Chronic health conditions are a fact of life for an estimated
99 million Americans. Research shows that more than 45 percent
of adults have some type of chronic condition _ back pain,
heart disease, arthritis, respiratory diseases, mental disorders
and diabetes among the most common.
Employers are painfully aware of the toll chronic illness
takes in lost workdays. Now, as they fight alarming increases
in health care costs, many want to know how these conditions
affect so-called presenteeism, or the reduced performance
of employees when they're on the job.
"We're not just worried about absenteeism. We're worried
about if, when they are at work, are they fully with us,
are they engaged and are they excited about doing their
work and working at full potential," said David McKenas,
medical director at American Airlines Inc.
In a report published in the March issue of the Journal
of Occupational and Environmental Medicine, Dr. Ronald C.
Kessler, a researcher at Harvard Medical School, said presenteeism
nationwide totals 2.5 billion days each year.
Another report, by the Boston-based Institute for Healthcare
Improvement, places the cost of treating chronic conditions
at $470 billion a year _ and climbing _ and the cost of
lost productivity from chronic illnesses at $230 billion
"Increasingly, an important actor in the health care
debate in America is employers, because they're paying for
the large health care contracts," Kessler said. "So
now employers are very interested in productivity and how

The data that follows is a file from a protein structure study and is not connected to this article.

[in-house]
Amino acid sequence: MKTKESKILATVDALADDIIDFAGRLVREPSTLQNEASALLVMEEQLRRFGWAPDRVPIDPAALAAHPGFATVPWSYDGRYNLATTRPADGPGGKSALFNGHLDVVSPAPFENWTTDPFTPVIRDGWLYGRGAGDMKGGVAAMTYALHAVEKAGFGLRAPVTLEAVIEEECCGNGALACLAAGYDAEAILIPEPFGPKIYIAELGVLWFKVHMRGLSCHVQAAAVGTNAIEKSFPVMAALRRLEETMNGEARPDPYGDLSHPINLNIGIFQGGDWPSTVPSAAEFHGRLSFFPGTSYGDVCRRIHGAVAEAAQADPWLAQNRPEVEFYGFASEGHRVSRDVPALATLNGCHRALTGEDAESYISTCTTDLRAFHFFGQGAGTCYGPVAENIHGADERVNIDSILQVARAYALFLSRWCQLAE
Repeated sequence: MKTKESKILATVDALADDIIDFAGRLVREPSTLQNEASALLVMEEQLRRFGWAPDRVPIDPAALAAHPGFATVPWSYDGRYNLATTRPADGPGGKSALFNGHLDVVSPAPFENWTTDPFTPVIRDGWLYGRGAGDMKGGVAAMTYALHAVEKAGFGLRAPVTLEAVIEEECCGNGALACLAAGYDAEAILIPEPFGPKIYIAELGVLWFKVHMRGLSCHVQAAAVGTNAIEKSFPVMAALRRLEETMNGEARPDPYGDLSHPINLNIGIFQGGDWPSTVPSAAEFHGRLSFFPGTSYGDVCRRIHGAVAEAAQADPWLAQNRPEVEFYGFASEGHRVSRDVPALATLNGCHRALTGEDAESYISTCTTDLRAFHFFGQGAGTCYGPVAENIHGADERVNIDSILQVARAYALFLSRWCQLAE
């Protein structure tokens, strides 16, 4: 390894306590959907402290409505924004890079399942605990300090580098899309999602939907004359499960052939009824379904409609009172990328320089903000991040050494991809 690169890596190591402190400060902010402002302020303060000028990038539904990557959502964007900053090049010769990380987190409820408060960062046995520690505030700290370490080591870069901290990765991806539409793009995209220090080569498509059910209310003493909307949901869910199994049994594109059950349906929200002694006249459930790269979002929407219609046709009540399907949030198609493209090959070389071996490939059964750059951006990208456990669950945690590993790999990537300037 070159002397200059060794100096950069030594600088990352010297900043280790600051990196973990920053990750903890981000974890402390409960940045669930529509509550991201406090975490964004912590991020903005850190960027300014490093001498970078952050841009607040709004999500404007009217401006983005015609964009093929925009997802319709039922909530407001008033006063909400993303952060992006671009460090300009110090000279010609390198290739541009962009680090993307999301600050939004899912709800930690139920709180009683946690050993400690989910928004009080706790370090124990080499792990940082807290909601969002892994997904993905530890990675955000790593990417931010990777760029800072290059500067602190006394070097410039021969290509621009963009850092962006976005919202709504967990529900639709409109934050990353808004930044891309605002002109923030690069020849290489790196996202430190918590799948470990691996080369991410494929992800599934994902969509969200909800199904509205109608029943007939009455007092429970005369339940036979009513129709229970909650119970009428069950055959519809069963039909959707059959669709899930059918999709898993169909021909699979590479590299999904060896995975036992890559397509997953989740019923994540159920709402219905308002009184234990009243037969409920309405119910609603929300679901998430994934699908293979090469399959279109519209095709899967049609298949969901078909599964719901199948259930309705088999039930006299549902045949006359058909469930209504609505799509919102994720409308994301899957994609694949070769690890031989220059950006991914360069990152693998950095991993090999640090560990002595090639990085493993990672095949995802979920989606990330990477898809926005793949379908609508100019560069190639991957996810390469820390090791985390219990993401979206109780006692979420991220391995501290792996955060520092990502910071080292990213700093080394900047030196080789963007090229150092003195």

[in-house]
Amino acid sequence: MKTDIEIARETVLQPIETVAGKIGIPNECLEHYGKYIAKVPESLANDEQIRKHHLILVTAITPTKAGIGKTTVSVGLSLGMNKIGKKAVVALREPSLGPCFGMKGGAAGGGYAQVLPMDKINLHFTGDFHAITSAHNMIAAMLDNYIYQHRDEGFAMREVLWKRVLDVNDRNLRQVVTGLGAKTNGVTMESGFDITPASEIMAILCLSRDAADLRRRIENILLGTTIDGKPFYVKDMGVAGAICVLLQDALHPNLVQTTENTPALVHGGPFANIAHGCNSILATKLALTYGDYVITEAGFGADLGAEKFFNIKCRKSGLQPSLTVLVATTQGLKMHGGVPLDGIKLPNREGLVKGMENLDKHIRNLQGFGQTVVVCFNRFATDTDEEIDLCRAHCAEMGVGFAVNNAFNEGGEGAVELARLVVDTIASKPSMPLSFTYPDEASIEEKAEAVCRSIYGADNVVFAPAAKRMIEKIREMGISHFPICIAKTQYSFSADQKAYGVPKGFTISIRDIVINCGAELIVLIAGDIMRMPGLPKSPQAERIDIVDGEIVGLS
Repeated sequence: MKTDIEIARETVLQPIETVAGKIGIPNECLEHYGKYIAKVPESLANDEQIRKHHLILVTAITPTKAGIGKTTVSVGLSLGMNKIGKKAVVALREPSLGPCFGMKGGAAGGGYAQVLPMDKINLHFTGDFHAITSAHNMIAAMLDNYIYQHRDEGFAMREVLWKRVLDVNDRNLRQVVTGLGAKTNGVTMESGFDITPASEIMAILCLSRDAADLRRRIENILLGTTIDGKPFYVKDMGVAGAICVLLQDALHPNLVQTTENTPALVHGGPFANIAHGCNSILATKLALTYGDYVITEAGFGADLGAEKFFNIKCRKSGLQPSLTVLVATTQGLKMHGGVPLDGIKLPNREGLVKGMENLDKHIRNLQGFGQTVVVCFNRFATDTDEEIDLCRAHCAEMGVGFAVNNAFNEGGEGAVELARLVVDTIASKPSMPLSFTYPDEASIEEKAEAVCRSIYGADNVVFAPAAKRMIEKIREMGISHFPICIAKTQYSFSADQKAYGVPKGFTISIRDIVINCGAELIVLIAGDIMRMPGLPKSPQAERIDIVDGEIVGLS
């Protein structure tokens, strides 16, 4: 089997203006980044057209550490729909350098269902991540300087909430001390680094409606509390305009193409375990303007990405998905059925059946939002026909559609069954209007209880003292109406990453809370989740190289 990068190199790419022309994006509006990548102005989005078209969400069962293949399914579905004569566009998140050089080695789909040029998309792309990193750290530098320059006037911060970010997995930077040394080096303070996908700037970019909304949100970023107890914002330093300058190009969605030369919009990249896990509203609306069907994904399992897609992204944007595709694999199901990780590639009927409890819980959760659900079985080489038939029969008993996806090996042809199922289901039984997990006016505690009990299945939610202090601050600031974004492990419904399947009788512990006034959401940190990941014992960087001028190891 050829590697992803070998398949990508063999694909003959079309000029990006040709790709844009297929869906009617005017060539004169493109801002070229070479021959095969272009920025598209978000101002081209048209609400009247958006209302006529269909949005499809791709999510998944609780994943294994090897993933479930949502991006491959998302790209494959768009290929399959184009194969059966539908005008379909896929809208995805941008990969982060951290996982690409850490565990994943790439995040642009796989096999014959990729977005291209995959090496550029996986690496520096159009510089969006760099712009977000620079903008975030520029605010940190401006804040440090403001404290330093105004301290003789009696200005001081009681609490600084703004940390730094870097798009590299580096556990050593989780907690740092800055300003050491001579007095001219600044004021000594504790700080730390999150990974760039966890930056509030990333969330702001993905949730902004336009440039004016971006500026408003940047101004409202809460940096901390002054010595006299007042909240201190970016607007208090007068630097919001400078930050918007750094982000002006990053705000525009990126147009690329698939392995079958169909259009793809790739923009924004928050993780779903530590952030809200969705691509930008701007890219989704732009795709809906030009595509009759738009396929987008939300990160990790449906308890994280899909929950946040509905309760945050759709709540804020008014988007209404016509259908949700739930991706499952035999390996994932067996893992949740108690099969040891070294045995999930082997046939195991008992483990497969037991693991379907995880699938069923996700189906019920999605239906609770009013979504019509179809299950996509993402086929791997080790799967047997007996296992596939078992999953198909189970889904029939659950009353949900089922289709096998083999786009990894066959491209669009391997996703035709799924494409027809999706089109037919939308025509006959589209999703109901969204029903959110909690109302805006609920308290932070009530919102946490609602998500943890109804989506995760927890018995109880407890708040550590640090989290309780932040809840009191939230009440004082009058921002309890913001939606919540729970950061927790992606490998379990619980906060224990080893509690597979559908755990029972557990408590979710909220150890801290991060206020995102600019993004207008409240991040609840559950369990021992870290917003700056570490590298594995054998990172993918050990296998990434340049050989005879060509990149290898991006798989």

health care can help improve the day-to-day efficiency of
Kessler based his figures on a survey of 3,032 adults conducted
by the MacArthur Foundation Midlife Development in the United
States. The participants submitted self-reports on their
symptoms and productivity levels. Over a 30-day period,
20.2 percent of respondents said they worked less or left
early at least one day, compared with 17.5 percent who called
in sick at least one day.
"Presenteeism _ when they show up to work but do less
_ is more important than absenteeism because for certain
illnesses, it's the larger share of productivity loss,"
But measuring productivity is a difficult task. It's much
easier to note that a worker is sitting at her desk than
to say that she's there but only working at 90 percent of
capacity, he said.
Work impairments also have a trickle-down effect, he said.
"When I'm at work but only producing at 50 percent
and I work in a group, I might be messing up the work performance
of five people or 10 people," he said.
Kessler recognizes that his results, based on self-reports,
could introduce error. He's working with several major corporations
to develop figures in a more controlled setting. Results
will be available next year.
Focus groups include Fort Worth, Texas-based reservations
agents at American Airlines, where administrators already
measure productivity levels.
"Reservation centers are able to track not only activity,
such as how much time they're on the phone, how promptly
they answer the phone, but they can also track the results
of their effort and how much revenue is booked in an eight-hour
shift," said John Saylor, manager of American Airlines'
employers assistance program. "It's a good opportunity
to do research they couldn't do anywhere else."
Kessler said the purpose of his study is not to point fingers